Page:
Share in the comments below.


if you feel friendless

“I feel like I don’t have any friends.”

This is a theme I’ve heard woven through recent conversations.

Have you been there? Are you there right now?

Aren’t many of us in that same boat in one season or another?
Feeling friendless?

We’re all reading books like…

MWF Seeking BFF, by Rachel Bertsche.
Is Everyone Hanging Out Without Me?, by Mindy Kaling.
The Friendship Crisis: Finding, Making, and Keeping Friends When You’re Not a Kid Anymore, by Marla Paul.

You know. Alone on our couches.

Then there are the articles about why it’s so darn hard to make friends as an adult.
I’ve read them, I’ve shared them. They’re good.

Is this feeling universal?
Because I’ve felt it in full-force at times. And from what I hear — you do to.
Maybe we should let this friendless feeling connect us instead of push us further from each other.

Because maybe we already know the answer to loneliness, the excuses we keep, the fears we hoard.

Invitation is the Answer.

Action, invitation, and commitment are the answers to our feelings of isolation.

I love what my friend Brooke says, “sometimes the cause of those lonely feelings comes when we’re not connecting in meaningful ways with other people.”

What if we feel friendless because we don’t consciously make time for the friends that we actually have?

Or even the acquaintances who could become friends!

The apprehension is understandable.
“I don’t even know what I’d make them for dinner.”
“What if they can’t come?”
“Will my kids overwhelm them?”
“But my house… it’s so messy.”
“Everyone is too busy.”
“I’m nervous. I don’t want to sound crazy when I invite people over.”
“Will my baby-food smeared shirt and crying baby be off putting?”
“What will we talk about?”

This ‘trying to protect ourselves from rejection’ business?
It’s leading to our isolation.

I aware of the ‘fear factor’. 87% of us probably face the same hangups when it comes to extending invitations or entering “new friend territory”.

But guess what? We all just want to hang out!

I’m headed out the door for a new workout class, not sure I’ll know anyone there. But I’m going anyways because I believe that friendship is always right around the corner.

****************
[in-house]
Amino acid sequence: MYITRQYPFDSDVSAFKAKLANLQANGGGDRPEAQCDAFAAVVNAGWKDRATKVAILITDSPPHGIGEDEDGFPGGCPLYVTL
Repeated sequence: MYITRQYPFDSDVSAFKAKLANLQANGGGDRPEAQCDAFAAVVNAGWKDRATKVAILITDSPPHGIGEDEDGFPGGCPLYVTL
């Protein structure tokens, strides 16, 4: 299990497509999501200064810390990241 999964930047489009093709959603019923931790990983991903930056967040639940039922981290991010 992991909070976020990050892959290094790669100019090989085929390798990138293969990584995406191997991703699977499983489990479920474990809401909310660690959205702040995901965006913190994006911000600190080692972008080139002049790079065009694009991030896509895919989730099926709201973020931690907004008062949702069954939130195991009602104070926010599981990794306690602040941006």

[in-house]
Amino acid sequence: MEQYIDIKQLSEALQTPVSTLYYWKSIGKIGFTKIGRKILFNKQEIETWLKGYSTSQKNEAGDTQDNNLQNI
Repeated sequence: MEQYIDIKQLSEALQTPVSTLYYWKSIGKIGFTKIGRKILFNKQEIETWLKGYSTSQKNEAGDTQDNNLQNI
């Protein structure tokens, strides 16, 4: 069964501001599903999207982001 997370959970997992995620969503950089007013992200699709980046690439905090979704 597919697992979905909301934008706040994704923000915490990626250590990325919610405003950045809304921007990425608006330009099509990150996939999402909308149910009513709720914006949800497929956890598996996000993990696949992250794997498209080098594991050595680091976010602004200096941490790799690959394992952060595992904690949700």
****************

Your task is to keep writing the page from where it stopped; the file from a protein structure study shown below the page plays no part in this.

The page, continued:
Here’s how to be surrounded by friends.

Yeah, this is your homework for the week. Invite someone(s) to do something. Share a coffee. Grab a pizza. Have cereal for dinner. Make time for authentic conversations while you eat a meal; it doesn’t have to be “entertaining”, a simple gathering will do.

If someone asks to hang out — say yes (and if that moment doesn’t work, for goodness sakes, suggest a time or event that does).

Who’s it going to be?

Tell me who you’ll connect with this week. How will you foster friendship in your life?
I wanna know so I can encourage you; share in the comments below. <3

Side note: If you’re really really feeling friendless because you’ve moved to a new town or something else is making friendship hard, I understand and am sending you a HUGE virtual hug. This series might help.


soft gingersnap cookie recipe


These are officially my new favorite and if you like soft cookies, I have a sneaking suspicion they’ll be yours too. The honey hits your tastebuds brilliantly then ginger chimes in. This recipe is adapted from Molly’s great-grandma’s gingersnap recipe.

1 cup white sugar
3 tablespoons honey
1 tablespoon blackstrap molasses
1/2 cup butter [softened]
1/4 shortening
1 egg
1 teaspoon vanilla
2 teaspoons baking soda [dissolved in a little hot water]
2 1/4 cups flour [or gluten free flour – Domata GF flour might work well!]
1 teaspoon ginger
1 teaspoon cinnamon
1/4 teaspoon nutmeg
pinch of salt
additional sugar [for coating the cookies, about 1 cup]

Preheat oven to 375* F. In a large bowl combine butter, shortening, sugar, honey, and molasses until smooth. You can use an electric mixer if you’d like. Whisk in egg and vanilla and dissolved baking soda.

In a separate bowl whisk together flour, spices, and salt. Slowly add dry ingredients to wet ingredients and mix until just combined.

Place additional sugar in another bowl. Roll the dough into 1 inch balls and then roll to coat in sugar. Put the cookies on an un-greased baking sheet and bake for 7 to 8 minutes. The tops will turn slightly golden brown. (It’s oh so pretty.) They’ll look puffy and undercooked when you take them out of the oven. Let them cool on the tray for 3 minutes. Remove to a cooling rack. When they cool they’ll firm up a bit and the tops will crack. At this point, you’ll need to try one while they’re still warm. Trust me on this.

Variations — if you don’t have molasses use 4 tablespoons of honey. No honey? Use 4 tablespoons molasses instead. Feel free to substitute butter for shortening and vice versa. I haven’t tried it but if you wanted it egg free you could use mix 1 tablespoon flax meal with 3 tablespoons water.

Could You Use Some Cookies?

If I could waft the smell of these fresh baked cookies to you through the interwebs, I would. If your mailbox could use some cookies — leave a comment bellow. Tell me about your favorite cookie eating memory. I’ll randomly pick one of you to receive some of these babies.


Fellowship Finds // Kitchen Fellowship


Lisa wants a house that invites fun, creativity, conversations, hospitality. In short, she wants a comfortable house. She speaks meaningful words about escaping the comparison trap when it comes to our homes.


Oh Brooke! Here she’s sharing how her own mental and emotional health reflects upon the behavior of her children. She pops a few amazing tips about parenting based on personality and offers a book recommendation.


Janel recently started her blog, Peach and the Cobbler, where she shares dairy free recipes. We worked at a pastry/coffee/sandwich shop during the summers. So yeah, this girl can COOK! This crazy-wow pizza has to appear on your dinner table.


‘Ever Be’ by Bethel Music… heard it yet? It’s soul soothing.